The parish church of Saint Apostles Simon and Jude in the village of Nidek was probably built before 1539. It was probably erected on the site of an earlier one, as the local parish was established in 1313. The founder of the church was Mikołaj Nidecki, the owner of the village, whose family held the patronage over the church.
At the turn of the 16th and 17th centuries, the building belonged to the Calvinists, probably thanks to the Myszkowski family, advocates of Protestantism in the surrounding areas. In 1598, the church was to be administered by a certain Piotr, an apostate from the Cistercian order, who escaped from the abbey in Jędrzejów. The files of the canonical visitation also recorded that there was a mortuary and a parish school next to the church, but there was no belfry yet. The tower was recorded in documents for the first time in 1617, and in 1644 it was recorded that it already required repair.
The church was restored to the Catholics in 1669, but after years of neglect it was in a bad condition (the roof and the fence around the cemetery were destroyed). Repairs began in 1685 and again in 1706. In their course, the arcades were erected, described during the visitation in 1748. In the first half of the 19th century, the walls of the church were covered with a new polychrome. The last major renovation works were carried out in 1988-1990.
The church was built of fir wood in a log construction technique, of hewn and tightly fitted logs, forming wreaths joined at the corners with an overlay and reinforced with pins, then covered with shingles and partly boarded. The building originally consisted of a four-sided nave and a narrower chancel, three-sided on the eastern side. From the west side, a tower of a pole structure with an overhanging porch was added. A sacristy was placed on the north side of the chancel.
The nave and the chancel were covered with a steep multi-slope roof based on a Gothic king post truss. All roofs and canopies were covered with shingles. The ridge, according to the building tradition typical of late medieval Małopolska, was created common for the nave and chancel. The spacing of the bays of roof truss was adapted to the width of the chancel, and the bottom beams of the truss were supported on its highest logs of the walls. In this situation, the side parts of the nave, wider than the chancel, did not support the truss, which forced the extension of the upper parts of the chancel walls to the nave and lowering the height of the side walls of the nave. Inside the church, parts of the nave wider than the chancel were covered with a lowered ceiling resembling a suspended chest, thanks to which the entire construction system was called “zaskrzyniniowy”.
The entrance to the nave led from the south and west, in the latter case through the porch in the ground floor of the tower. The communication between the chancel and the sacristy was provided by a portal with a lintel in the shape of the ogee arch. The portal of the nave was also decorated with the ogee arch, popular at the end of the Middle Ages. The nave and the chancel were connected by an opening in the rood wall, crowned with an ogival arch with a rood beam fixed in it on corbels. It served as a base for the cross, but also stiffened the walls, which were exposed to distortion, and were particularly loaded with the roof structure. The lighting of the church was provided by a few windows, in accordance with the medieval building tradition of rural churches, pierced only from the south and east. The northern façade was devoid of them, either for symbolic reasons (identification of the north with the forces of evil) or for practical reasons (less sunlight, the desire to reduce cold and draughts).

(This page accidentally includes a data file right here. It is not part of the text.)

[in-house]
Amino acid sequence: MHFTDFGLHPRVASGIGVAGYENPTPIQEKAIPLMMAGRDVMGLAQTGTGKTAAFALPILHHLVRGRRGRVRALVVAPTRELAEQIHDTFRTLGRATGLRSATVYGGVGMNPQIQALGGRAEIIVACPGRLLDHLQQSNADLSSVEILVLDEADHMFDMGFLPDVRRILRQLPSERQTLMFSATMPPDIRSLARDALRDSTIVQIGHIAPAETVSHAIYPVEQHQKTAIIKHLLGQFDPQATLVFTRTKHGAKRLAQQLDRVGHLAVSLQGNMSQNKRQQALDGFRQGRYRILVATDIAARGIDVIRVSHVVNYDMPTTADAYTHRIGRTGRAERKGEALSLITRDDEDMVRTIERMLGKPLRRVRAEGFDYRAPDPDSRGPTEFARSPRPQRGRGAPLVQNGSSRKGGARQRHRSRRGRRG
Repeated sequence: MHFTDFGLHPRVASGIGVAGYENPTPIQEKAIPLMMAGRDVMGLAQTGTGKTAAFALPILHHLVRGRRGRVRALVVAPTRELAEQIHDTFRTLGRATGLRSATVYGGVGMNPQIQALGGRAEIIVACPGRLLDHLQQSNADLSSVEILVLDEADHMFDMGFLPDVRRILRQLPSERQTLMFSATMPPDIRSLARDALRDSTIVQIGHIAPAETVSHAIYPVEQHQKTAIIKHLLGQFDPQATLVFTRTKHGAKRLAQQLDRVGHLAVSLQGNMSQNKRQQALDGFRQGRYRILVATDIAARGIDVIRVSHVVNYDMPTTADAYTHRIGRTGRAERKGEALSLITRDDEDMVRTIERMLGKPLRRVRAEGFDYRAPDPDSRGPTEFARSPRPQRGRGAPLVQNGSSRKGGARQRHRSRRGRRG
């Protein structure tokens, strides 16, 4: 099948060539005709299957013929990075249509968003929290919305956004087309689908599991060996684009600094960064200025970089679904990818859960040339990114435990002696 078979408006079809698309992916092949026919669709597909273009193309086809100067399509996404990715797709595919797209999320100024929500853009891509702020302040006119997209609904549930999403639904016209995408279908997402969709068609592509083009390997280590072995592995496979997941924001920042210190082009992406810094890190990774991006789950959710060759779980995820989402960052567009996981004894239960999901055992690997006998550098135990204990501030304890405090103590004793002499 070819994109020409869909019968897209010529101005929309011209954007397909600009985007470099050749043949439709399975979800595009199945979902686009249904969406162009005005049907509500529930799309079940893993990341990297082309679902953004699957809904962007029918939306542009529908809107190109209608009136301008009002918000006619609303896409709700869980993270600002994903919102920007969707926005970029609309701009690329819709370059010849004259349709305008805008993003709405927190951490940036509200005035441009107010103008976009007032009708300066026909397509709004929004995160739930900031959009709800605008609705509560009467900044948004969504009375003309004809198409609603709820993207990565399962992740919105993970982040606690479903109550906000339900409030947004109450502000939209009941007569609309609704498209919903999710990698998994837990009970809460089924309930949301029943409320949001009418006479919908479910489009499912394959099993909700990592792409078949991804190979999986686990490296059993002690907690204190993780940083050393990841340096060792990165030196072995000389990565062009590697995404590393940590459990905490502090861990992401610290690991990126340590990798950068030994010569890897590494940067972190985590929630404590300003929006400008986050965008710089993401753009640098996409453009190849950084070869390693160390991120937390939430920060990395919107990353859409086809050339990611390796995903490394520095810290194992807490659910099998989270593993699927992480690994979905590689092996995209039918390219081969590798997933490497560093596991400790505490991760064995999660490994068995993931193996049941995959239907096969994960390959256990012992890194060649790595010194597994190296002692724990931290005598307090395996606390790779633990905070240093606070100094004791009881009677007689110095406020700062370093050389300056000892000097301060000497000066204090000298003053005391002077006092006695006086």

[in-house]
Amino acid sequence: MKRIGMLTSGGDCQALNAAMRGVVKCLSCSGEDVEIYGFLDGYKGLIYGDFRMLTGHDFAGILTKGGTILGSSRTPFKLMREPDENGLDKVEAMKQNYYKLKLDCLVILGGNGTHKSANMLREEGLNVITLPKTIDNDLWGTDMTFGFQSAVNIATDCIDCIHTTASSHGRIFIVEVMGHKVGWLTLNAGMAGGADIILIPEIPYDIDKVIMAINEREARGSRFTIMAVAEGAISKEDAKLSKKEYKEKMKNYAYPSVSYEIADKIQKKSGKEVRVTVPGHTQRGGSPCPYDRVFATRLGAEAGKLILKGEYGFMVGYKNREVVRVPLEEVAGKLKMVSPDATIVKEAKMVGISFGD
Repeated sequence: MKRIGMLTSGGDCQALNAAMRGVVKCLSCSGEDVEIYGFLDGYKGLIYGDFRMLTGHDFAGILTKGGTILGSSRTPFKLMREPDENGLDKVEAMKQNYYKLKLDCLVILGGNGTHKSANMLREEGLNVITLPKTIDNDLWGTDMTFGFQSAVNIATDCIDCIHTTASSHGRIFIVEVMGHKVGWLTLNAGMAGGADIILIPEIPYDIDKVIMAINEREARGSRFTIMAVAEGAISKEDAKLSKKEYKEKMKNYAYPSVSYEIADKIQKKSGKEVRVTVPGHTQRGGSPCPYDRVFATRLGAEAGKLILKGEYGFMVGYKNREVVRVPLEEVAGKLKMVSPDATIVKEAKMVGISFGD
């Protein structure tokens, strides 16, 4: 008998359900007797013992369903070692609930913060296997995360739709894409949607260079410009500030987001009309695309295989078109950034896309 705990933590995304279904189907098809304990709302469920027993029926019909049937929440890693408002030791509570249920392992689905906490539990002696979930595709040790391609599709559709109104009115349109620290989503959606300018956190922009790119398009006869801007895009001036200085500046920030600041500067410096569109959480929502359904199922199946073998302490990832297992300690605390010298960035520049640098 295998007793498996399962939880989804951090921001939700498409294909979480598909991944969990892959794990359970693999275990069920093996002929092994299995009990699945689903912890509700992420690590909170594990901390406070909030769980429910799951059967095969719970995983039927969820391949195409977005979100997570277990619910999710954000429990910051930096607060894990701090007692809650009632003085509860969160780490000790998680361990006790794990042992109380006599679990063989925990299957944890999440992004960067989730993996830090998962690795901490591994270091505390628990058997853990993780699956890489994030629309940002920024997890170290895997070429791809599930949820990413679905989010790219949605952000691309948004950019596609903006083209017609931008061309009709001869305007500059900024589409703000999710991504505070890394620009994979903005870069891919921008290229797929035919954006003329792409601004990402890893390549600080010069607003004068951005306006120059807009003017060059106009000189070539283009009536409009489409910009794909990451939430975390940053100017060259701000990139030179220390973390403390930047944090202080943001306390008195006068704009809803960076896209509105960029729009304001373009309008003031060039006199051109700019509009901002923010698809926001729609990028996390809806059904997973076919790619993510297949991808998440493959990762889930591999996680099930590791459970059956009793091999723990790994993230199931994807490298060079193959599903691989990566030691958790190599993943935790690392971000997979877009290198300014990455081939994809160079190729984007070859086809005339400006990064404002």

The late-Gothic church has been preserved to the present day without major changes, thanks to which it is one of the most valuable monuments of the Małopolska – Silesia borderland. Despite this, in 1995, the local parish priest made an unauthorized dismantling of the wall between the tower and the nave. Early modern additions are arcades, a tower (built in the late medieval form), porches and the present turret on the roof ridge. The roof truss is probably not original either (there are no carpentry marks on it). The church is not used today, you should ask about the possibility of visiting at the nearby brick church. The oldest monument in the church’s equipment is a baptismal font dating back to the 16th century, inside you can also admire Gothic carpentry details (portal in the nave and to the sacristy).
Brykowski R., Kornecki M., Drewniane kościoły w Małopolsce południowej, Wrocław 1984.
Cisowski B., Duda M., Szlak architektury drewnianej. Małopolska, Kraków 2005.
Siwek L., Drewniany kościół w Nidku, “Wadoviana. Przegląd historyczno-kulturalny”, 8/2004.